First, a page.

Émile Durkheim held the first designated French university chair of social science, at the University of Bordeaux, from 1896 until 1902, after which he taught at the Sorbonne in Paris. His major works, now regarded as classics, helped lay the foundation for sociology as a discipline. They defined many of its enduring questions, methods, and concepts. His first book, The Division of Labor in Society (1893 in French), made law prominent among sociology's concerns. While he approached law differently in his later writing, acquiring much greater subtlety, his early theses remain his best-known contributions to the sociology of law.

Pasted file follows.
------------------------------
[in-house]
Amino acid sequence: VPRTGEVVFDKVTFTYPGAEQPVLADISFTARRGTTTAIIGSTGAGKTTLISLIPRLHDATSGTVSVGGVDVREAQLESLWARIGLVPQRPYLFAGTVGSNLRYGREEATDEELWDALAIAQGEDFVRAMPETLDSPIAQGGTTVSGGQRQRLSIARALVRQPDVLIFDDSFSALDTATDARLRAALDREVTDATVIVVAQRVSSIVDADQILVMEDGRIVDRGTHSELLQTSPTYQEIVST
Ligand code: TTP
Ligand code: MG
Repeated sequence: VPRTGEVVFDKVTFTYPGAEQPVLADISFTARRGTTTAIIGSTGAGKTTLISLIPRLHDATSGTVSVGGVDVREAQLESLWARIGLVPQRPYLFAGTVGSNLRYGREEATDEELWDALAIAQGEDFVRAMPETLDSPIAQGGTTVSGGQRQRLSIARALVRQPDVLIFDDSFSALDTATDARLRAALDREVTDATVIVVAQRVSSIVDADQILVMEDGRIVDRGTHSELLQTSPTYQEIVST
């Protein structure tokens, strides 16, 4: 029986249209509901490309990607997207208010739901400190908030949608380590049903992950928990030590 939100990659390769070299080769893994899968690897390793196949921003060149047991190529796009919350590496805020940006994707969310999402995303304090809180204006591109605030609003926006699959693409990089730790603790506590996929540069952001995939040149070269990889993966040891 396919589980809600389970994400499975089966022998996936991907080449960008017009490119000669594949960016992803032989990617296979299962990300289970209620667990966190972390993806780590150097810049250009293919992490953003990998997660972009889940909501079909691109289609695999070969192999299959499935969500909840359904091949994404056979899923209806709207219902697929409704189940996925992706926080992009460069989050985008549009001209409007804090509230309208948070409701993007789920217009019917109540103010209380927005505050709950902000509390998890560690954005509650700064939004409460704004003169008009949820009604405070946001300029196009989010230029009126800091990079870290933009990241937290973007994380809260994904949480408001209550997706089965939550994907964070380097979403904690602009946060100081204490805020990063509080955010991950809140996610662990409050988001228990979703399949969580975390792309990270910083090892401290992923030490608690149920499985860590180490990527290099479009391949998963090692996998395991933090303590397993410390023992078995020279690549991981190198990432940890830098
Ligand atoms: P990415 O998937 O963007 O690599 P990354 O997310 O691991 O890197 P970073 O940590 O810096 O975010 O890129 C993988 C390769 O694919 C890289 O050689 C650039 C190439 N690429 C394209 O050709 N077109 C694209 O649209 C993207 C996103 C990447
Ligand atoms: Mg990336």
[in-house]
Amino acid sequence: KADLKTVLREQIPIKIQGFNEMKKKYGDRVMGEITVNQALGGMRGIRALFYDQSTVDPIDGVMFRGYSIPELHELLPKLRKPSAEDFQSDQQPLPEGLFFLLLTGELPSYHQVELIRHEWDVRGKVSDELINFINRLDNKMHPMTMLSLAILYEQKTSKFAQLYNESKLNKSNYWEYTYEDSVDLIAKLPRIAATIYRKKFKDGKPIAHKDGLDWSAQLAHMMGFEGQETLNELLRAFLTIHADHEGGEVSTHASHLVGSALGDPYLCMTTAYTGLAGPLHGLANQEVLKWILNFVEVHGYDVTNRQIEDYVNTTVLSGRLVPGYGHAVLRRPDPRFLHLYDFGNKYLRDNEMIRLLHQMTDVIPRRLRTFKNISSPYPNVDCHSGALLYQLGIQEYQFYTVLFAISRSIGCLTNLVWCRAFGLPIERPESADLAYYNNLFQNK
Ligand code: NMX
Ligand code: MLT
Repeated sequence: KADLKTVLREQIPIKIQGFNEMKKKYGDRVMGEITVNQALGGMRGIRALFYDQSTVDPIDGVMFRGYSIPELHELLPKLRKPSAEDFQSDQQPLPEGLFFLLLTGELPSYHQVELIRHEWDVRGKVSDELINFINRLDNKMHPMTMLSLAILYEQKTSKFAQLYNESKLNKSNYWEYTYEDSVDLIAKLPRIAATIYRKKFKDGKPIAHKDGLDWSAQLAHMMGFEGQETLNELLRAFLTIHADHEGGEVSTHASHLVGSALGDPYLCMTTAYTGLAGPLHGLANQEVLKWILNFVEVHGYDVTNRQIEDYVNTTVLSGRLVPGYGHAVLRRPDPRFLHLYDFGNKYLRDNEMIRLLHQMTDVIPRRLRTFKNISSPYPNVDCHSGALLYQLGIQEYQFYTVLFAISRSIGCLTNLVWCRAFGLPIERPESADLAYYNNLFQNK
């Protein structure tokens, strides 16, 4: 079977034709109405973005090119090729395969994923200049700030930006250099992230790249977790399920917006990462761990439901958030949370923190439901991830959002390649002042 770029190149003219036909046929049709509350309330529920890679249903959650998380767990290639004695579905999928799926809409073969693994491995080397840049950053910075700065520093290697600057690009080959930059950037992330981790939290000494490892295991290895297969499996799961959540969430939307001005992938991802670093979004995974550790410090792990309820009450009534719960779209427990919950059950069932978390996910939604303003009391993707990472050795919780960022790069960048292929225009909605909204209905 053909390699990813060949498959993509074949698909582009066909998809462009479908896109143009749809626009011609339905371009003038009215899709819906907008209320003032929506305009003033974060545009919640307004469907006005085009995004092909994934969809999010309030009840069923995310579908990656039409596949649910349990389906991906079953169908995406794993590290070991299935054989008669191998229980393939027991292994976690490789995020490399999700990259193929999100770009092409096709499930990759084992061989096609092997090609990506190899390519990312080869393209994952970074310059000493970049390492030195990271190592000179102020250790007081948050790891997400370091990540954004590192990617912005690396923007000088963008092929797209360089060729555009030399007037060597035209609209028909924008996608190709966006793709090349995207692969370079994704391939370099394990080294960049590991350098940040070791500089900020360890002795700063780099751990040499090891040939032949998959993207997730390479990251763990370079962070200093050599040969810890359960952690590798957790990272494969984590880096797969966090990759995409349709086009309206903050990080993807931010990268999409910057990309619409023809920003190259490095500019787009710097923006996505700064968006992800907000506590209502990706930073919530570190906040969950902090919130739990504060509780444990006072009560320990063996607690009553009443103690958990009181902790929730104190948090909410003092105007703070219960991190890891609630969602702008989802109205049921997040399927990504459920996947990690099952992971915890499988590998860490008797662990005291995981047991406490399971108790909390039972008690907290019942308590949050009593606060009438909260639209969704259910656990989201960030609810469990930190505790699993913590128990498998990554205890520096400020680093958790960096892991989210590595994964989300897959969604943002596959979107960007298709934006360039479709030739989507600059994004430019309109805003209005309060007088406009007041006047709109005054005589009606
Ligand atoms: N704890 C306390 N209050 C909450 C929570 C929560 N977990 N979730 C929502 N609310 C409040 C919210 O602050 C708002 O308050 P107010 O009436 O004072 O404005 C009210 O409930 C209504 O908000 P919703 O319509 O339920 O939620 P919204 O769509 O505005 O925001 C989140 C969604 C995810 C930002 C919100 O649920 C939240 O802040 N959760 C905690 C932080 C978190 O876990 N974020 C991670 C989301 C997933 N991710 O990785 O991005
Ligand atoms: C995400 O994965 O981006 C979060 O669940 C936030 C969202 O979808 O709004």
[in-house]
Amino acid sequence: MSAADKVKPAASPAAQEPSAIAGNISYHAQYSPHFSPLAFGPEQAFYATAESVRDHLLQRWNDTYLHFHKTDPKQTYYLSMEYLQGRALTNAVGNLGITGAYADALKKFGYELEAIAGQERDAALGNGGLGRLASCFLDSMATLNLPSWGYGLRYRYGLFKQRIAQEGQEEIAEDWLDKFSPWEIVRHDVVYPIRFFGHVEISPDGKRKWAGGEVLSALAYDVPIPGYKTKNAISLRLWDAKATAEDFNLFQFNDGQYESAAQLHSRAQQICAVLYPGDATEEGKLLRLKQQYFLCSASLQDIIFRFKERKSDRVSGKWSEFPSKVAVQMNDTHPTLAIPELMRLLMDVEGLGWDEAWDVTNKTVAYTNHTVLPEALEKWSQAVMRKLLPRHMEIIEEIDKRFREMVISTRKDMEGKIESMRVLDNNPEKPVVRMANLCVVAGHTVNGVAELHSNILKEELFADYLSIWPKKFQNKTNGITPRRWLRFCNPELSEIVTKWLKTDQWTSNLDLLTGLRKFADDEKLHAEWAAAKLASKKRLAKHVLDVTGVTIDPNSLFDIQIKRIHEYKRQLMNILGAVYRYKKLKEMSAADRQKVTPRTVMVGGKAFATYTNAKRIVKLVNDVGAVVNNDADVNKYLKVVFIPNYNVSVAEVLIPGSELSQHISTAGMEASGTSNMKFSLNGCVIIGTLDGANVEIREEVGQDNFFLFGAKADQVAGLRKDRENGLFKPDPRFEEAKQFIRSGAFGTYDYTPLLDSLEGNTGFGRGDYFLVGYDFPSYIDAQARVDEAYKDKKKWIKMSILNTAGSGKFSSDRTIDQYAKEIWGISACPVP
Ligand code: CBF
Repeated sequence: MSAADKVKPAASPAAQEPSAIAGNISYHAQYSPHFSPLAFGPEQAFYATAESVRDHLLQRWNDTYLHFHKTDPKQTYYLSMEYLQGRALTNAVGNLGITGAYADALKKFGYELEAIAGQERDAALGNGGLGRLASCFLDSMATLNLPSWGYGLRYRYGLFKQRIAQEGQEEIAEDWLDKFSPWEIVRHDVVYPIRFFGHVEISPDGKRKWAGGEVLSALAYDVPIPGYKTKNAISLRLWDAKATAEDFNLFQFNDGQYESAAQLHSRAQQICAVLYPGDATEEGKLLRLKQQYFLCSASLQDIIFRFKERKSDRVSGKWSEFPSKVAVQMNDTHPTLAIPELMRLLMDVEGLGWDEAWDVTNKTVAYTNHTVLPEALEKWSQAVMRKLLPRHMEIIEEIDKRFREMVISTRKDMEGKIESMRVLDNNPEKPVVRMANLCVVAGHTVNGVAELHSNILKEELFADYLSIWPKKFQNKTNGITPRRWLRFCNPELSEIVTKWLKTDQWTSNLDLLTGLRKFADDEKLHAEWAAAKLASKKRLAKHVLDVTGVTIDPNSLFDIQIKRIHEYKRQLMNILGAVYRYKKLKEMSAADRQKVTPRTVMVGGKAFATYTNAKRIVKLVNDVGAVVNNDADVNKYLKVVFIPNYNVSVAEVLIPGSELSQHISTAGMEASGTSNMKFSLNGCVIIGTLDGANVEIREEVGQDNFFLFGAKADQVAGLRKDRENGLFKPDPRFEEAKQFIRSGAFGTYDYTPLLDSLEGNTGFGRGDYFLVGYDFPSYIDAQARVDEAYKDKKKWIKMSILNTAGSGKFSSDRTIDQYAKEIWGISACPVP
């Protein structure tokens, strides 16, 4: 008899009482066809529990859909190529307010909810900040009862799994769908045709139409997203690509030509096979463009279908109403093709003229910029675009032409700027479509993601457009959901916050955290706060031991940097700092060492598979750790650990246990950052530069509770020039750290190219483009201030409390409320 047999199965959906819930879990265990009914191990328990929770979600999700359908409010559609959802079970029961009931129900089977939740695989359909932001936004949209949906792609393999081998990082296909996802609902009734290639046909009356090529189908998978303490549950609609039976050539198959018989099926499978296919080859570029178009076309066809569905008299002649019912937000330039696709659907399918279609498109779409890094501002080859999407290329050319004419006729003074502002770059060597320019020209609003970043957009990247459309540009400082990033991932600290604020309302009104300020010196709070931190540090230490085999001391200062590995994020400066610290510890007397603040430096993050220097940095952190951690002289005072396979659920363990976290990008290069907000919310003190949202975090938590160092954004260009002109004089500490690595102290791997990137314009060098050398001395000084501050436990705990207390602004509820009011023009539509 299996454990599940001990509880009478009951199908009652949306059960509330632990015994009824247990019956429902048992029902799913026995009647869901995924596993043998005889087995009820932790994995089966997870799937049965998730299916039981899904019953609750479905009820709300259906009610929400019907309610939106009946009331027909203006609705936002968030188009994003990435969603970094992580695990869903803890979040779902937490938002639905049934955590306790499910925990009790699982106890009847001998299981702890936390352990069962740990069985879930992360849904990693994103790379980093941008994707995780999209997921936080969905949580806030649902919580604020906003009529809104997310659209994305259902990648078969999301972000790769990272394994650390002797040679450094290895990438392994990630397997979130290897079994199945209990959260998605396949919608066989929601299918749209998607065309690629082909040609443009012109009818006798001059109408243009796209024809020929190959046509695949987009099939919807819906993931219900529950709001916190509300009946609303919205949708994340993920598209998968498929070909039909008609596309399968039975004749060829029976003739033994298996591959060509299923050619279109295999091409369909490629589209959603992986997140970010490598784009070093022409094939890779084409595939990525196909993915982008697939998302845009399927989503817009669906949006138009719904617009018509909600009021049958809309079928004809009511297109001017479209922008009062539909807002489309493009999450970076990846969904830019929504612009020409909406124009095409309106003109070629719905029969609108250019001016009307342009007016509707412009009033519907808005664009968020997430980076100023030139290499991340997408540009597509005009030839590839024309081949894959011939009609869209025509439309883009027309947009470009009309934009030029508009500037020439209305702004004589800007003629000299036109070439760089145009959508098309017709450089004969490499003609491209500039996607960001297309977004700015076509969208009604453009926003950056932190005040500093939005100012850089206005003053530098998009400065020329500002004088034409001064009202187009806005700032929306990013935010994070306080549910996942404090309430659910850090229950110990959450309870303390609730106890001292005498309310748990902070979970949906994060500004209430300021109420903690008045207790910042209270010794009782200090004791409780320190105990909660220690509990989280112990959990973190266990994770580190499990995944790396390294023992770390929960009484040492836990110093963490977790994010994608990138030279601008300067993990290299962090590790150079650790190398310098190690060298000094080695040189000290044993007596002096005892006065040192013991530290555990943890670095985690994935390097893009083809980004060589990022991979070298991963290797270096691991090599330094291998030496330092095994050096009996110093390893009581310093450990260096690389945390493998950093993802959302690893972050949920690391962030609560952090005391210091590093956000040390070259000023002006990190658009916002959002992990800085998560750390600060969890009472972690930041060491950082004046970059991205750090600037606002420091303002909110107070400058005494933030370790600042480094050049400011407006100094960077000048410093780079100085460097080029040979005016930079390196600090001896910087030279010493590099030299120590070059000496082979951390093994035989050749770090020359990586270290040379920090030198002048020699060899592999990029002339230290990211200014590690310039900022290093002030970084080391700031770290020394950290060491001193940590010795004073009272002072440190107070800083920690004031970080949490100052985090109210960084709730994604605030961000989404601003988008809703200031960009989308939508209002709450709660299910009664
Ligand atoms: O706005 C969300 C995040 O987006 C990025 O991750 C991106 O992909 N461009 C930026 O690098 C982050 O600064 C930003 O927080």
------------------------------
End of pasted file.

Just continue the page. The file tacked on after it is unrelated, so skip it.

Law and Social Solidarity

Durkheim, influenced by Auguste Comte's (1798–1857) positivist philosophy, adopted the view that sociologists may observe social phenomena not reducible to individual psychology as “facts” ...

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